I first heard of the tin foil and baking soda method in a question and answer portion of a podcast from the National Museum of Australia, so naturally, I couldn’t find it again when I looked for it. But if it’s good enough for a museum, it’s good enough for me.
I used a nicely written post by apartmenttherapy.com as my starting point. I’ve tried this a few times, with somewhat variable results – possibly because of the quality of silver versus the amount of tarnish. What I like about it is it’s rather fast, and doesn’t leave residue. I’ve have noticed there are more archival silver polishes out there, although I haven’t tried them (see the Carr McLean Archival Supplies and Equipment catalog).
What you need are:
- Aluminum foil
- Plastic, glass, or aluminum tub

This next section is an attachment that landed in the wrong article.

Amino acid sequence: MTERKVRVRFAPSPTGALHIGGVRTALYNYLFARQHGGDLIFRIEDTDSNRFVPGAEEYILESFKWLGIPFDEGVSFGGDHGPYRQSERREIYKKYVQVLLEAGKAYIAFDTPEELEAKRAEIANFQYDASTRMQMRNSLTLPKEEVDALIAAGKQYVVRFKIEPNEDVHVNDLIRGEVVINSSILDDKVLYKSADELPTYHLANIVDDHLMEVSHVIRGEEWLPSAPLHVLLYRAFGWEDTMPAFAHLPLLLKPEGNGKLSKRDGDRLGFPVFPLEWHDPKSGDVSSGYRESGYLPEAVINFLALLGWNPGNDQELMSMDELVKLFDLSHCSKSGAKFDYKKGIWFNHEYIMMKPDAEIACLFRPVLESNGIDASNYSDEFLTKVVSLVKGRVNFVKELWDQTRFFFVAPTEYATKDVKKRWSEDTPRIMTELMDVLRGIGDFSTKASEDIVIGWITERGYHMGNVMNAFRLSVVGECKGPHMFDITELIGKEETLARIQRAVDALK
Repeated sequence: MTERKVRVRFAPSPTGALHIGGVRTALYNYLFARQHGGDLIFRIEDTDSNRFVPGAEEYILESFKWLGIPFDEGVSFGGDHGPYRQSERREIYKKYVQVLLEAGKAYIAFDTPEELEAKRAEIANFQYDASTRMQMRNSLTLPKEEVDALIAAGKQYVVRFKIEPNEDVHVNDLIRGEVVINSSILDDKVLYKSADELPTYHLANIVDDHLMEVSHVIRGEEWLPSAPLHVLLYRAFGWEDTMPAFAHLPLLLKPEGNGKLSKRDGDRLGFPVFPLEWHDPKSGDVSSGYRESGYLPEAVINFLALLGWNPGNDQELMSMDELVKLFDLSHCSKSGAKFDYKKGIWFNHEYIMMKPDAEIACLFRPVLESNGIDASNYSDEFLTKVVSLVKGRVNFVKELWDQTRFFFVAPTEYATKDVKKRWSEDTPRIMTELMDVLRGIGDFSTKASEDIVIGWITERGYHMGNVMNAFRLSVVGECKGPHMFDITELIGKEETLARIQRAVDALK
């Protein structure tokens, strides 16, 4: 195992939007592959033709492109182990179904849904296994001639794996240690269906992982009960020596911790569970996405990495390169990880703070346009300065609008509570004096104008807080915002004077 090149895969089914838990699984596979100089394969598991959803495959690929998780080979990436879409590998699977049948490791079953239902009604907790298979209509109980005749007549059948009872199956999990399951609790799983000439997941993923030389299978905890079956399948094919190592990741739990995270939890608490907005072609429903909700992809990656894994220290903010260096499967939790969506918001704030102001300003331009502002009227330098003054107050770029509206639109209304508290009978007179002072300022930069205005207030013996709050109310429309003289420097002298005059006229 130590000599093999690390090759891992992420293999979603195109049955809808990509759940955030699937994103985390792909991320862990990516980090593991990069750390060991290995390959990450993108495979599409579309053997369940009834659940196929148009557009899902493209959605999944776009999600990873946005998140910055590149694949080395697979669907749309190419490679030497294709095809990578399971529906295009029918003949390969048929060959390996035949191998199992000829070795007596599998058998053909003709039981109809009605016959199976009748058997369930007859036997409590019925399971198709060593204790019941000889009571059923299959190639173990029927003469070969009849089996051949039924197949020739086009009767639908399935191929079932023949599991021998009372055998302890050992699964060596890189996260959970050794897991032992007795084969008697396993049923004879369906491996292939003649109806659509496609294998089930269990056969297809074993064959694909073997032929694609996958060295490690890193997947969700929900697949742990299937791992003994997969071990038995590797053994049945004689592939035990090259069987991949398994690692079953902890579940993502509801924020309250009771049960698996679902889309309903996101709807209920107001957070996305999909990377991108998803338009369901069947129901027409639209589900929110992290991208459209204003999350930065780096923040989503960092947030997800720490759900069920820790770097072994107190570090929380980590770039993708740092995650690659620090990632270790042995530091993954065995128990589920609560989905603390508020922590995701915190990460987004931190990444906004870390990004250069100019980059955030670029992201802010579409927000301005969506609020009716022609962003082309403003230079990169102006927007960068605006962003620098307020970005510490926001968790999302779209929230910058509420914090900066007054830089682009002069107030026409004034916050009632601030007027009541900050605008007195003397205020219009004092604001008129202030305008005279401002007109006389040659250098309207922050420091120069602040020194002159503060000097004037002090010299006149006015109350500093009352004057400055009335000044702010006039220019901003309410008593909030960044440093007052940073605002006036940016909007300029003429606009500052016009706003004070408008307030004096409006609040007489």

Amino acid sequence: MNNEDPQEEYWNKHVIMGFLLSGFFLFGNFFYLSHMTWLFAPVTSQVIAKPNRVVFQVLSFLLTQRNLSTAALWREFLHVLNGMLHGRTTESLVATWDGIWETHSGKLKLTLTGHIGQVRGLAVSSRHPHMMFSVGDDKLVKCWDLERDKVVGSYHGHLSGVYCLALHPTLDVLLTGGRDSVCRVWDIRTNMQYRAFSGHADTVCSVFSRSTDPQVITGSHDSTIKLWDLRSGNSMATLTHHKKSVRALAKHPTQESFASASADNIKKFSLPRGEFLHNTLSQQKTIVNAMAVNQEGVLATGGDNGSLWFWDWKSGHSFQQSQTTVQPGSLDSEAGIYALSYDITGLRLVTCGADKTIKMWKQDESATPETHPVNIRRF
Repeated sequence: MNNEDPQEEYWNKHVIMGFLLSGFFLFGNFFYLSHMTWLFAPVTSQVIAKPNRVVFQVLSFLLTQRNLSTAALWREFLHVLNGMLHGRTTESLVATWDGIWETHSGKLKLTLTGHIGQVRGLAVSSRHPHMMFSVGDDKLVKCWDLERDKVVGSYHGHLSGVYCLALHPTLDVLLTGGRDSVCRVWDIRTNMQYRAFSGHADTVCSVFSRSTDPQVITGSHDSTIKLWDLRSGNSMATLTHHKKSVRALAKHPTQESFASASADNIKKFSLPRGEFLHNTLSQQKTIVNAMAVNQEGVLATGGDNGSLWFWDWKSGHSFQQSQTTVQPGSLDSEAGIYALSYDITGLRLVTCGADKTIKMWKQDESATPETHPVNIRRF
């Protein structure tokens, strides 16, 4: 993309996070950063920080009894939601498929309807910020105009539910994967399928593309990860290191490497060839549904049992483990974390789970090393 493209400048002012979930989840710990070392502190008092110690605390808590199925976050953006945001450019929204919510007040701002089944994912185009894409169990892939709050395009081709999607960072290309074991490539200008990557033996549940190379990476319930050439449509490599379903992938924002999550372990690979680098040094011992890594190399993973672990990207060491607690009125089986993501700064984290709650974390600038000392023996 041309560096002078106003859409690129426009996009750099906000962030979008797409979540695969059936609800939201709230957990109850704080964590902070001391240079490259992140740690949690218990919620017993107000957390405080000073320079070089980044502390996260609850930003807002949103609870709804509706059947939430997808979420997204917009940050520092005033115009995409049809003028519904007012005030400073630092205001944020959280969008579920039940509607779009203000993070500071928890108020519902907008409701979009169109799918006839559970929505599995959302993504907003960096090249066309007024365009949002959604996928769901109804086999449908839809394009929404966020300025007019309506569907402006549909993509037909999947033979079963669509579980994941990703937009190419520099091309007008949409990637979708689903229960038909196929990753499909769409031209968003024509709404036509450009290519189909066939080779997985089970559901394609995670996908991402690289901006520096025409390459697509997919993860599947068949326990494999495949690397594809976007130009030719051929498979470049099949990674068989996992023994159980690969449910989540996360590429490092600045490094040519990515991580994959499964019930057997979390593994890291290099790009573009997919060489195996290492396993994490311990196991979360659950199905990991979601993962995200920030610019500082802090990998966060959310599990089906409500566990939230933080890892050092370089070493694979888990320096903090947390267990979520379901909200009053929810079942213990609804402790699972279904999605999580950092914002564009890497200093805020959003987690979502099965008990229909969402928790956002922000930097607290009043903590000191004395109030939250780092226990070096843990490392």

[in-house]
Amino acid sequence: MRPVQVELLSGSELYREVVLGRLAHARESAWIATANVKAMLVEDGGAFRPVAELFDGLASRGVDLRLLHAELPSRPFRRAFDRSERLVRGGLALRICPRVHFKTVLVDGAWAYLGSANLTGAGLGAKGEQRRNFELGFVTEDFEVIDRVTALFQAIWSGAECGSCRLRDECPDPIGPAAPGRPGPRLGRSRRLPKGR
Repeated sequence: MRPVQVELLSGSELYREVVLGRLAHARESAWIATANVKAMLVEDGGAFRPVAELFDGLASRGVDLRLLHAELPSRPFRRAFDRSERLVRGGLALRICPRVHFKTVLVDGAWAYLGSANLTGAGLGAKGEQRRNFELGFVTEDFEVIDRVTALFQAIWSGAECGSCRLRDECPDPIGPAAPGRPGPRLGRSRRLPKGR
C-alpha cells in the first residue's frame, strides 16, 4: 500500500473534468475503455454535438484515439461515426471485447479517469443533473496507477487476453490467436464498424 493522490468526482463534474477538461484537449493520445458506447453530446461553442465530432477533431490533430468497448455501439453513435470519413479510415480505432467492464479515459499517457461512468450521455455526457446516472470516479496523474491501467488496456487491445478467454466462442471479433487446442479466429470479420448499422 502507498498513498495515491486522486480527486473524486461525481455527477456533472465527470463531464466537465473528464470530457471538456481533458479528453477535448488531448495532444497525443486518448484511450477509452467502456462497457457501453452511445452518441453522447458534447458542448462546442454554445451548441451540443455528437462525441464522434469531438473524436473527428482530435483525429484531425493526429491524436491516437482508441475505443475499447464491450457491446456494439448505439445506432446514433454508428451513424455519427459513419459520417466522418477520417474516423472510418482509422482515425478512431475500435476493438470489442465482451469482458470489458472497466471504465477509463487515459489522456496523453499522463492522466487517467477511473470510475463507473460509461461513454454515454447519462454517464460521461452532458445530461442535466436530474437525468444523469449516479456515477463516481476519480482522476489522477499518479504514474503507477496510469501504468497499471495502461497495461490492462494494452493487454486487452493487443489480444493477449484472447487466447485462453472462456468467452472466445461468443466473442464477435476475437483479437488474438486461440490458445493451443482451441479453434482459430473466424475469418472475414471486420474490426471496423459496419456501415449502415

- 4 cups boiling water
- 4 tablespoons baking soda
- 4 tablespoons salt
- 2 cups white vinegar
- lint-free cloth for polishing
- warm, soapy water
- Boil the water. It will activate the baking soda and starts the process of transferring the tarnish to the foil.
- While the water is coming to a boil, add the dry ingredients into the tub. When you add the vinegar there will be a reaction (science fair volcano). Be careful. The vinegar speeds the tarnish removal process along.
- Carefully pour in the boiling water, making sure all of the pieces are touching the foil directly. It starts to work immediately, but heavily tarnished pieces may take longer.
- Use the lint-free cloth to polish up the silver and buff off any remaining spots.
- I find the silver immediately starts to fade, so I wash them in a mild detergent to take any residue off, and buff them while drying to bring up that nice shine.
- If there are stubborn bits of tarnish left, I will hit them with some commercial silver polish (for shame!), and rewash them.
This blog is published every Monday at 9:00 am, Eastern Standard Time. If you have comments, questions, or can think of a better approach, feel free to leave a comment. I’ll try to get back to you with a pithy answer.
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